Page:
Being a retired general or admiral has certain fringe benefits.
First, there's the pension. A retired Brigadier General or Rear Admiral (Lower Half), with 30 years of service, will collect a monthly payment of $7935, before taxes and other deductions. Factoring in annual cost-of-living increases, that pension will be worth upwards of $3 million, over a 30-year retirement.
There's also the prestige that comes with being a retired flag officer. That rank certainly looks good on a resume (and) coupled with decades of networking and contacts, it opens doors that are simply unavailable to most military retirees.
In fact, those retired generals and admirals (along with their active-duty counterparts) have created something of a cottage industry within DoD. It's called the "Senior Mentor" program, which hires former flag officers to serve as advisors in wargaming, weapons procurement and strategy matters.
The pay, as you might guess, is quite good. A typical mentor is paid hundreds of dollars an hour for his or her services. Additionally, many of the retired officers also consult or work for defense contractors, raising questions about possible conflicts of interest between their relationships with defense firms, and their role as military advisors.
USA Today "exposed" the program last month, and their first article suggested that senior mentors represent a relatively new Pentagon program. But that's hardly the case; during one of my final active duty assignments, I worked for a military wargaming center. Over the course of a typical year, there was a veritable parade of senior mentors who participated in our simulations and specialized training courses for flag officers. They represented all branches of the military and they were well-compensated for their efforts.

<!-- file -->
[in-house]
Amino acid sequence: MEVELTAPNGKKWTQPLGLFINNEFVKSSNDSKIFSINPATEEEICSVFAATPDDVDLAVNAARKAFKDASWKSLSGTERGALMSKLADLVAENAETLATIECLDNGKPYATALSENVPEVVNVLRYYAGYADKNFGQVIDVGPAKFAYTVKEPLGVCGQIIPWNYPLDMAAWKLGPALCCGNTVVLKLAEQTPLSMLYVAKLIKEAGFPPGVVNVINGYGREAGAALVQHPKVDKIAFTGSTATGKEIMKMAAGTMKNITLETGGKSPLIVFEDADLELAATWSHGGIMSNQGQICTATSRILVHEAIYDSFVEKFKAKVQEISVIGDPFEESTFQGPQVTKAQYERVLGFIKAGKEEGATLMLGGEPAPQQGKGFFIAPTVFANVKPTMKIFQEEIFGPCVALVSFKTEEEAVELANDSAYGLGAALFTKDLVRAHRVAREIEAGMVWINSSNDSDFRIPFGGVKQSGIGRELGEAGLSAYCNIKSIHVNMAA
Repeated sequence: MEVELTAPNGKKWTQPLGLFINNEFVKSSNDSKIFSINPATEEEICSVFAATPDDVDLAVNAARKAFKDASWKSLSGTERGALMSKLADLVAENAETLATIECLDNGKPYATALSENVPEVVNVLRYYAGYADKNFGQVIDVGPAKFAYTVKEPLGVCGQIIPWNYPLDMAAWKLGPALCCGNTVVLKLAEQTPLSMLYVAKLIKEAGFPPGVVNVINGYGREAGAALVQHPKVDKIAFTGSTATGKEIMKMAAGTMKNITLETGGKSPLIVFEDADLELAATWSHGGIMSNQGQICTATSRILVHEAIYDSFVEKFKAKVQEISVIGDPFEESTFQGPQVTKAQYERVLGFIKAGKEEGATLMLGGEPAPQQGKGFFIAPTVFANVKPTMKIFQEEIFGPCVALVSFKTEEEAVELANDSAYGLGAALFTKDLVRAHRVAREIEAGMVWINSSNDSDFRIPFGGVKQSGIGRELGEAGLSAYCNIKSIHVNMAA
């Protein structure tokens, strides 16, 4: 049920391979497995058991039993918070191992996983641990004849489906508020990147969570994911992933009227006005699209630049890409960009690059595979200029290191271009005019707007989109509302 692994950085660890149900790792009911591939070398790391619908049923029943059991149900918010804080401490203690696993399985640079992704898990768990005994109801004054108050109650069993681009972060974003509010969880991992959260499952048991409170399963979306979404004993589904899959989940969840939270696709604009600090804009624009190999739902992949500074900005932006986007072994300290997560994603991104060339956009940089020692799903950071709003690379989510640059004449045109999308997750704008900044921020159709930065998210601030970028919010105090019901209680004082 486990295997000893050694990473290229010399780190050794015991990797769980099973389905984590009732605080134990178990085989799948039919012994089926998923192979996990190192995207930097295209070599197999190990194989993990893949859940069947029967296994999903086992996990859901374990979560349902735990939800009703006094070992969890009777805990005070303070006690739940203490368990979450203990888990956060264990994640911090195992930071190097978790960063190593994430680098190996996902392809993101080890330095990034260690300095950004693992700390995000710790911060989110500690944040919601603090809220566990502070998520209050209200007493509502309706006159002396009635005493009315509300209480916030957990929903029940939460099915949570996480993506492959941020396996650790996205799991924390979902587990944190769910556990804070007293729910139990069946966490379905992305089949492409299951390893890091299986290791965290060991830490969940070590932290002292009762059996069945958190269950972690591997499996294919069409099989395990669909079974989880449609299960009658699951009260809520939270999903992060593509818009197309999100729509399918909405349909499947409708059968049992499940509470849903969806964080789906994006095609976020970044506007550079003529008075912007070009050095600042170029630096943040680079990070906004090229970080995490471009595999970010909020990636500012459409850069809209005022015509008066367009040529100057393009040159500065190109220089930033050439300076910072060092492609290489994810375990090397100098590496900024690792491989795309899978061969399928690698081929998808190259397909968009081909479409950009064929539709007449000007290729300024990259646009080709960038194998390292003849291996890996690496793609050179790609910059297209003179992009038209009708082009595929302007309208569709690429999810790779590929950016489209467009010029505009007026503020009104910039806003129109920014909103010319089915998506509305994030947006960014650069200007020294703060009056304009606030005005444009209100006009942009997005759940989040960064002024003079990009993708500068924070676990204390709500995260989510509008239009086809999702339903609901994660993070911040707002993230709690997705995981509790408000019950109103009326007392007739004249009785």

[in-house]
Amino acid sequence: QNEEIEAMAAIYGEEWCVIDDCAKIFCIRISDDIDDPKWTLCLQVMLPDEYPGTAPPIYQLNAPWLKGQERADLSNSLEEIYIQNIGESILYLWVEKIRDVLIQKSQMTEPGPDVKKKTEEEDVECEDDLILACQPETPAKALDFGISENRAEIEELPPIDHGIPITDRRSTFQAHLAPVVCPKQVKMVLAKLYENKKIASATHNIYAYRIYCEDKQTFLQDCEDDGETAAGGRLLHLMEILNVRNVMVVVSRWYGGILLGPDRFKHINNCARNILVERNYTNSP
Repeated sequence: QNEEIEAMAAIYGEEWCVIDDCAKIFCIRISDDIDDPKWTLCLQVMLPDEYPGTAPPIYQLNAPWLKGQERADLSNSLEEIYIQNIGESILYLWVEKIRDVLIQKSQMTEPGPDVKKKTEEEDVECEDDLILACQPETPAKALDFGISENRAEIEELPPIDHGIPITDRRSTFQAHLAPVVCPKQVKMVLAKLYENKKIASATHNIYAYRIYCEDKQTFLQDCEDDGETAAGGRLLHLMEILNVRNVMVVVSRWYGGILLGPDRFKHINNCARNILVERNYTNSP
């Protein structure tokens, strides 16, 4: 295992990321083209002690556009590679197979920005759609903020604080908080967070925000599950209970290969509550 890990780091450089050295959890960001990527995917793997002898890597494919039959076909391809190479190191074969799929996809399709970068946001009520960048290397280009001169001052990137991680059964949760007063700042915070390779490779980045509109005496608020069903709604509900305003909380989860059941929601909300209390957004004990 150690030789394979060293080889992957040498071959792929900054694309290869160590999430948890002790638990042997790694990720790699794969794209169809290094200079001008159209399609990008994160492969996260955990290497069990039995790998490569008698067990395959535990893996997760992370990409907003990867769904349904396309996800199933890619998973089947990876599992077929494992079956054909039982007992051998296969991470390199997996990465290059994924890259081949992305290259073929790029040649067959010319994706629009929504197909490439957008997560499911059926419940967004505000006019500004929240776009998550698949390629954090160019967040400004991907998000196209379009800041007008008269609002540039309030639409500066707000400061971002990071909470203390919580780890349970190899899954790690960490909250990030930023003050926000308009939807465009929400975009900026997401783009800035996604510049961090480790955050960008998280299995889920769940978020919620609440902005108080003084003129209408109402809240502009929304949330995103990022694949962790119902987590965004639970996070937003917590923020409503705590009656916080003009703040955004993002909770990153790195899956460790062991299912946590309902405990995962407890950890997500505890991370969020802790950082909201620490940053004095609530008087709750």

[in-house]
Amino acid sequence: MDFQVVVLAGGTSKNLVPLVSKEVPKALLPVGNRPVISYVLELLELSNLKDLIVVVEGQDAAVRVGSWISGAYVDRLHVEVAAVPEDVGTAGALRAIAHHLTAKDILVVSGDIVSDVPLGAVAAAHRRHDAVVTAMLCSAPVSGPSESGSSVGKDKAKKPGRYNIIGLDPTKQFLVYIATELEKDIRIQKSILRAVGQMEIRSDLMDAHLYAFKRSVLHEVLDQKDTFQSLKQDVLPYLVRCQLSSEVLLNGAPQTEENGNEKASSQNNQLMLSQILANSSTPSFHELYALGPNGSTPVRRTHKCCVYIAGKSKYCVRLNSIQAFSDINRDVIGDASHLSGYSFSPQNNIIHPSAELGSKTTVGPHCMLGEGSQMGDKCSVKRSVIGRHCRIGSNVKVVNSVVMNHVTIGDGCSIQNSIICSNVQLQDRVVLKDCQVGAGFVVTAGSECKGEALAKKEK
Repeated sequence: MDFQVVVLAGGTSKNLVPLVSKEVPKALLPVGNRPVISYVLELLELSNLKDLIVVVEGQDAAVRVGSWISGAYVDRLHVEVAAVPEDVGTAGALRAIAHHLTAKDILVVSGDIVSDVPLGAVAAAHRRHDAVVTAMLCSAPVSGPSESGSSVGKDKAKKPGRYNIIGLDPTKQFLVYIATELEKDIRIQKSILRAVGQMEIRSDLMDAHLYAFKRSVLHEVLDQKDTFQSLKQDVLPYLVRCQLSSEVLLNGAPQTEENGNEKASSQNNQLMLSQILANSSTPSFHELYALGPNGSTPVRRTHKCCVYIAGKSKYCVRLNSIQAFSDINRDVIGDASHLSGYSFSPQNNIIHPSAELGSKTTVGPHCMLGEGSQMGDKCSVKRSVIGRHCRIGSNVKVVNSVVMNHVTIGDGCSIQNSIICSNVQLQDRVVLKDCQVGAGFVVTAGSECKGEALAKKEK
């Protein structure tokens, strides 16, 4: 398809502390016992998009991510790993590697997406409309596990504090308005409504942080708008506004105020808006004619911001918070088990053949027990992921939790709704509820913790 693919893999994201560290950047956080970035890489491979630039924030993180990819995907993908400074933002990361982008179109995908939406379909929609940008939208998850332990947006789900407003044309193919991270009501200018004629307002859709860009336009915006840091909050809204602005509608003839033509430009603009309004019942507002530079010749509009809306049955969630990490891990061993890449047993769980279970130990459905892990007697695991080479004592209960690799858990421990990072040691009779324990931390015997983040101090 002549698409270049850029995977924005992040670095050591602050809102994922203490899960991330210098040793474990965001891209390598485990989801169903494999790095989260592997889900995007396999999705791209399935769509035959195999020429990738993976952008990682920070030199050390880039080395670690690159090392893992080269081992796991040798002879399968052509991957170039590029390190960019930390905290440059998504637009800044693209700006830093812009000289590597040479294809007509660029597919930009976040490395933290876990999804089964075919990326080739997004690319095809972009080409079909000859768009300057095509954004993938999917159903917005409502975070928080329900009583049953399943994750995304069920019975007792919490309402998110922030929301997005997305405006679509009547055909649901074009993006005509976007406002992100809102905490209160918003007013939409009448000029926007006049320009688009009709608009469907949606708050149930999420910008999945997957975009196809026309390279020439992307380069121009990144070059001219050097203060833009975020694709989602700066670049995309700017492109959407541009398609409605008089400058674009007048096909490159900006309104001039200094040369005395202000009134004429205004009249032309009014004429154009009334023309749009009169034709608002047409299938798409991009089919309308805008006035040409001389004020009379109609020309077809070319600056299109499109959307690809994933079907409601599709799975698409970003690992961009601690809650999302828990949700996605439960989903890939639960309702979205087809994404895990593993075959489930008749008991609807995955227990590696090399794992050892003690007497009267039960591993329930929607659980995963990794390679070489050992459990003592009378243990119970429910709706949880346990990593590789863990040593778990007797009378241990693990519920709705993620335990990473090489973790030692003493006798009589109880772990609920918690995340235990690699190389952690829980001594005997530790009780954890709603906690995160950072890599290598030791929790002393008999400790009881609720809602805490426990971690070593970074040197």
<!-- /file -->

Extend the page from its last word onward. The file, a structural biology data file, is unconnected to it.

Former politicians were part of the program, too. Just months after his retirement from Congress, Former Speaker of the House Newt Gingrich turned up at my base, as a guest speaker for flag officers attending a joint commander's course. Mr. Gingrich also commanded a hefty fee for his appearance. But, in fairness, the former speaker gave a dynamic, two-hour presentation, providing a detailed assessment of various global issues--without notes.
To be fair, the "senior mentor" program has its merits. Outside of the military's "charm school" for newly-selected flag officers (and a few specialized courses after pin-on), there is no program that teaches generals and admirals how to do their jobs. Given those realities, it is often beneficial for new flag officers to interact with retired component and joint commanders, who gained valuable strategic, operational and geopolitical expertise during their careers.
Obviously, that type of expertise doesn't come cheap. Compensation rates for the mentors are roughly based on what they would earn (or actually earn) as senior defense contractors or consultants. But that may be changing.
Responding to the USA Today report, Defense Secretary Robert Gates described the mentor pay scale as "obscene," and ordered an internal review. Mr. Gates is also concerned about potential conflicts-of-interest; according to the paper, at least 130 participants in the mentor program also worked as employees, consultants or board members for defense firms. The defense chief believes the mentors should be motivated by "service" rather than "profit."
But there are some problems with that approach. First, all branches of the federal bureaucracy employ consultants, who earn big bucks for their services. And, if you dig a little deeper, you'll find that many of those hired guns are consulting for the same agency or department they retired from, or once worked for. It's the nature of the business; consulting firms--and their clients--want experts with recent experience in that particular program or agency.